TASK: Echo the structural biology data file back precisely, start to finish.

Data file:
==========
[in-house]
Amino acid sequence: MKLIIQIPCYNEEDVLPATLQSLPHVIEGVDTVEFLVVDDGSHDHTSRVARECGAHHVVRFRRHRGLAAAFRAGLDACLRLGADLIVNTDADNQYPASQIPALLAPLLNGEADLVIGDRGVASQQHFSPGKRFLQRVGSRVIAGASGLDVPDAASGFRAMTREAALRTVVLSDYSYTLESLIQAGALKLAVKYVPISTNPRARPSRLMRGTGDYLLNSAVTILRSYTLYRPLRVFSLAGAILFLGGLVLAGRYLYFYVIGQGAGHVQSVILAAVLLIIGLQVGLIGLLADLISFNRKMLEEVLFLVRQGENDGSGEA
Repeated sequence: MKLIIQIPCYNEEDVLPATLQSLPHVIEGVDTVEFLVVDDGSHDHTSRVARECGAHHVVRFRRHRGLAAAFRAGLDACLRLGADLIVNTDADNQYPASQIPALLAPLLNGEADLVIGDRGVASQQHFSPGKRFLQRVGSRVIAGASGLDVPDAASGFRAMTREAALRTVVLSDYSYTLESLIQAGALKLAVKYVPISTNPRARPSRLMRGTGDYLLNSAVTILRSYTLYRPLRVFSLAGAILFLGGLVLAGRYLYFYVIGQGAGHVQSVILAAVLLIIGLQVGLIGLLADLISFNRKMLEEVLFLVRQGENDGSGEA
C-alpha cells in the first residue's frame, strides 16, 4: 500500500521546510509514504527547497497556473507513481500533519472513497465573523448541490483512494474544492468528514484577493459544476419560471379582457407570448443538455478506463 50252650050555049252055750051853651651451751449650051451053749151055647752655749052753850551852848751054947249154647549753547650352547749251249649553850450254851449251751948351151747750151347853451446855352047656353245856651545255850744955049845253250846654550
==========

[in-house]
Amino acid sequence: MKLIIQIPCYNEEDVLPATLQSLPHVIEGVDTVEFLVVDDGSHDHTSRVARECGAHHVVRFRRHRGLAAAFRAGLDACLRLGADLIVNTDADNQYPASQIPALLAPLLNGEADLVIGDRGVASQQHFSPGKRFLQRVGSRVIAGASGLDVPDAASGFRAMTREAALRTVVLSDYSYTLESLIQAGALKLAVKYVPISTNPRARPSRLMRGTGDYLLNSAVTILRSYTLYRPLRVFSLAGAILFLGGLVLAGRYLYFYVIGQGAGHVQSVILAAVLLIIGLQVGLIGLLADLISFNRKMLEEVLFLVRQGENDGSGEA
Repeated sequence: MKLIIQIPCYNEEDVLPATLQSLPHVIEGVDTVEFLVVDDGSHDHTSRVARECGAHHVVRFRRHRGLAAAFRAGLDACLRLGADLIVNTDADNQYPASQIPALLAPLLNGEADLVIGDRGVASQQHFSPGKRFLQRVGSRVIAGASGLDVPDAASGFRAMTREAALRTVVLSDYSYTLESLIQAGALKLAVKYVPISTNPRARPSRLMRGTGDYLLNSAVTILRSYTLYRPLRVFSLAGAILFLGGLVLAGRYLYFYVIGQGAGHVQSVILAAVLLIIGLQVGLIGLLADLISFNRKMLEEVLFLVRQGENDGSGEA
C-alpha cells in the first residue's frame, strides 16, 4: 500500500521546510509514504527547497497556473507513481500533519472513497465573523448541490483512494474544492468528514484577493459544476419560471379582457407570448443538455478506463 50252650050555049252055750051853651651451751449650051451053749151055647752655749052753850551852848751054947249154647549753547650352547749251249649553850450254851449251751948351151747750151347853451446855352047656353245856651545255850744955049845253250846654550